WASHINGTON — Satellite operator Inmarsat has hired the former president and chief executive of Nokia as its new chief executive, succeeding Rupert Pearce.
Inmarsat announced Feb. 24 it is hiring Rajeev Suri as its new chief executive, effective March 1. Suri will also take a seat on the board of Inmarsat’s parent company, Connect Bidco Ltd. Pearce, who has been chief executive of the company since January 2012, will step down from the post Feb. 28.
Suri served as president and chief executive of Nokia from April 2014 to August 2020. During that time Nokia shifted focus from mobile phones to broader telecommunications infrastructure such as 5G networks, as well as software. Since leaving Nokia he has served as an adviser for private equity firms Warburg Pincus and Apollo Global Management.
“I am very excited to join Inmarsat, and to work closely with such skilled people, at such an important moment for the company and the satellite communications industry as a whole,” Suri said in a statement, describing Inmarsat as having “established technology leadership in satellite mobility, underpinned by a unique understanding of the customer.”
Inmarsat didn’t discuss why it was changing leaders in its announcement, instead praising both Suri and Pearce. “Rajeev’s experience will support Inmarsat’s future growth and we look forward to the business transitioning successfully to another capable leader,” Andrew Sukawaty, chairman of Inmarsat, said in the statement.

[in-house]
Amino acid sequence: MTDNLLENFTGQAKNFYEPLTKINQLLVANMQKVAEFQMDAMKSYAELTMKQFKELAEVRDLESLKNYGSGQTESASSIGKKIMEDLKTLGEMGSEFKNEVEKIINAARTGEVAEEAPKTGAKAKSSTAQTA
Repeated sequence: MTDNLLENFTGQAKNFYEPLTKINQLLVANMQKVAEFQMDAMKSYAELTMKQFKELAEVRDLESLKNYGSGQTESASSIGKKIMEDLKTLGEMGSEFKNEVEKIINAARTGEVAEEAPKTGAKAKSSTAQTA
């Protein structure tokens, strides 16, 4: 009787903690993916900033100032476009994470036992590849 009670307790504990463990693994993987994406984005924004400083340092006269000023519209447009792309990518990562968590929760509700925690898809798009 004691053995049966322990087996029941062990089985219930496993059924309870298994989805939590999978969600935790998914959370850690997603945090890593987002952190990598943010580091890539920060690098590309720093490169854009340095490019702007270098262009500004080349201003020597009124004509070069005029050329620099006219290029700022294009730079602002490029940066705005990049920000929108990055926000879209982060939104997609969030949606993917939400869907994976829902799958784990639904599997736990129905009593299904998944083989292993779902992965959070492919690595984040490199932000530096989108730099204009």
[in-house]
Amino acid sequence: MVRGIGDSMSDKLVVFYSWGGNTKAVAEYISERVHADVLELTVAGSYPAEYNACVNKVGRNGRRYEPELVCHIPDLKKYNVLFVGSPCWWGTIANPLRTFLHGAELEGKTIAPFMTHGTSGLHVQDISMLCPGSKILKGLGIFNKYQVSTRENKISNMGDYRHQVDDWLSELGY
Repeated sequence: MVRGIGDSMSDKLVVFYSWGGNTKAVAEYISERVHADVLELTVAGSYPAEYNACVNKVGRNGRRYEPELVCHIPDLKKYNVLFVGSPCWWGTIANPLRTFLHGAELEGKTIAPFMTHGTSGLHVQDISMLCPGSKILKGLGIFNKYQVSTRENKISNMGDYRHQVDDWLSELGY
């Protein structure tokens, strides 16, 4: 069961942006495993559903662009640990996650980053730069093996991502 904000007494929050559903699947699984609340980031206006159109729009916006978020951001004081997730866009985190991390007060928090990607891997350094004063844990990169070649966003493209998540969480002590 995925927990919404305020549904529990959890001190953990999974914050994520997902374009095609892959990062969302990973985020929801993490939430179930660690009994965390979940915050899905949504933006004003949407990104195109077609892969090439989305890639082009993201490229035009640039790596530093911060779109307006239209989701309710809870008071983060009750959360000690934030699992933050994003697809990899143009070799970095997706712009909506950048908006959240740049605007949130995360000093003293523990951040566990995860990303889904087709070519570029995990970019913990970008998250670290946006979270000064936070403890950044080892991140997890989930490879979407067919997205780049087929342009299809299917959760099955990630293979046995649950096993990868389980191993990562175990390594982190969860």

Pearce, Sukawaty added, “has been an excellent and forward thinking leader,” noting that Pearce would remain in an advisory role for an unspecified “transitional period.”
“Inmarsat has established itself as world leader in space technology and I feel privileged to have worked with such a dedicated and talented group of people during my time at the company,” Pearce said in the statement.
During his tenure as chief executive, Inmarsat focused increasingly on broadband services through its Global Xpress series of satellites. The company, once publicly traded on the London Stock Exchange, delisted in December 2019 after a $3.3 billion private equity buyout.
As a private company, Inmarsat no longer reports its earnings, but Pearce said in November that the company was doing well despite the economic dislocations caused by the pandemic. “Far from being metaphorically huddled under the kitchen table, waiting for the storm to blow over, Inmarsat is very much today on the front foot,” he said during a session of the World Satellite Business Week conference.
An exception to that, he acknowledged, was the company’s aviation connectivity business, which saw a sharp decline in revenue tied to the drop in commercial airline traffic at the onset of the pandemic. That business line, he said, accounted for less than 20% of the company’s 2019 revenue.
“We’re well funded, highly profitable and highly cash generative, which meant that the pandemic did not bring about an immediate liquidity crisis for us,” he said at the conference.